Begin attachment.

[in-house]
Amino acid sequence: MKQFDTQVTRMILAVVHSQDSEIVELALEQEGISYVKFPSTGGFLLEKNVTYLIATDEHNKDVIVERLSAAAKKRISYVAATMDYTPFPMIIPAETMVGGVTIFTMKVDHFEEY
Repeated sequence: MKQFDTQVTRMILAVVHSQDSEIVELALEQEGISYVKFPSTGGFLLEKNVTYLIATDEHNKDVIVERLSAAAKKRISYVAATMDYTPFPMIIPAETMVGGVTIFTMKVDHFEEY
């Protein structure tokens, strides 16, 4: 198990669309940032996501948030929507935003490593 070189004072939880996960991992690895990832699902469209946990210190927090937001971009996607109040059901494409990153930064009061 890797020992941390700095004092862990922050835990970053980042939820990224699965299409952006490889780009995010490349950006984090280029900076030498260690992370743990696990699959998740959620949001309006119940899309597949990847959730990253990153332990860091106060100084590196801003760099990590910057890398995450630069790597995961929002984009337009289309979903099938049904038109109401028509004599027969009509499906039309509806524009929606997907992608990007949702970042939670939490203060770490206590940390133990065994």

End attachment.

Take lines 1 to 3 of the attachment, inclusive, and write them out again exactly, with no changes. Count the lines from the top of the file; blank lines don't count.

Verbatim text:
[in-house]
Amino acid sequence: MKQFDTQVTRMILAVVHSQDSEIVELALEQEGISYVKFPSTGGFLLEKNVTYLIATDEHNKDVIVERLSAAAKKRISYVAATMDYTPFPMIIPAETMVGGVTIFTMKVDHFEEY
Repeated sequence: MKQFDTQVTRMILAVVHSQDSEIVELALEQEGISYVKFPSTGGFLLEKNVTYLIATDEHNKDVIVERLSAAAKKRISYVAATMDYTPFPMIIPAETMVGGVTIFTMKVDHFEEY